The Water and Sewerage Corporation (WSC) is concerned about meeting payroll and supplier payments, as it suffers severe cash flow shortfalls due to the inability to carry out disconnections in the face of the COVID-19 pandemic and the loss of revenue from Abaco, its second biggest cash source, the corporation’s Executive Chairman Adrian Gibson told Guardian Business, adding that the company has faced a 31 percent decline in cash collection to date as compared to last year and will seek additional funding from the government.
Gibson said there has been an 89 percent decrease in Abaco collections, from $2.1 million in 2019, to $225,000 for the same period year-to-date.
“Right now, we are facing unprecedented challenges due to a combination of circumstances, including reduced subvention for the 2020/2021 budget year,” Gibson said.
He explained that WSC’s subvention was reduced from $25 million in the 2019/2020 budget to $20 million in the 2020/2021 budget, while “our fixed costs remain the same”.
He said the corporation is seeking to recoup $9 million in losses from the government as a result of not being able to carry out disconnections, while also seeking permission from the government to recommence disconnection exercises.
“These challenges have resulted in a backlog of supplier payments that are steadily growing and there is concern about monthly payroll payments for the balance of 2020,” Gibson said.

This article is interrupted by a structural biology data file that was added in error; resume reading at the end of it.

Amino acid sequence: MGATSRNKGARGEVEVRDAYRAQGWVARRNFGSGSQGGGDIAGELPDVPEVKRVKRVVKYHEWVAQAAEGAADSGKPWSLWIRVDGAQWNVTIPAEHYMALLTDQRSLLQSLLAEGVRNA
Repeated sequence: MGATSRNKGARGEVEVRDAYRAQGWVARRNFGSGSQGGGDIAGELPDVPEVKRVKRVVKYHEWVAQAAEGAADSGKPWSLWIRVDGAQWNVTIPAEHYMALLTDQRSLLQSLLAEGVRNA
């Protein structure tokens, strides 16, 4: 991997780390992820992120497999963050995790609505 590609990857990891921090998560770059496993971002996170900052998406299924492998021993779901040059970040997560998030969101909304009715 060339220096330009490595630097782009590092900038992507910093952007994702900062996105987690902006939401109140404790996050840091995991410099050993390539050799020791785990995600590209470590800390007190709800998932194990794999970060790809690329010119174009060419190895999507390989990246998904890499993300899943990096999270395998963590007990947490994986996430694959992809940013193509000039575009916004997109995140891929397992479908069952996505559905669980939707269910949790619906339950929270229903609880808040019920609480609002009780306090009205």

“WSC’s current operational cash flow cannot sustain monthly payments for vendors and payroll, as such the corporation will be seeking additional government funding. More importantly, we’re looking to commence disconnection exercises for unpaid customer accounts.
“I personally will be issuing communications to my colleagues in government as of tomorrow. At present, I can tell you that because of Hurricane Dorian, WSC has lost its second highest revenue generator, which has greatly impacted our cash flow.”
Gibson said from January to September there has been a decrease in cash collection of $15 million.
He added that WSC has commitments to several credit facilities, including a National Insurance Board loan, two Inter-American Development Bank loans with the government and a loan with the Caribbean Development Bank.
“Those require substantial payments,” Gibson said.
He said WSC receivables from the government currently stand at almost $8 million, after the government made a payment of $5 million in March.
These challenges, Gibson said, have resulted in a backlog of supplier payments of $30.8 million as of August.
Gibson said in September the corporation collected $3.2 million, an 11 percent decline compared to 2019.
He said on San Salvador for the month of September, there was a 92 percent revenue fall-off, with WSC collecting only $8,595 compared to $103,887 in 2019.
On Bimini, there was a 70 percent fall-off in payments; 65 percent in North Andros; and 88 percent in South Andros, Gibson said.
“I encourage people to continue to come into the corporation and make payments because, frankly, the bills will still be there,” he said.
“Payment lends to us having a better financial standing and being able to meet some of these payments, including payments to water and other suppliers that we must pay.
“We are in dire straits and WSC payroll for the next three months, we’re looking at a little over $2 million per month and if we are collecting about $3 million you could see the challenge that poses. That’s not even counting the vendor payments we must make.”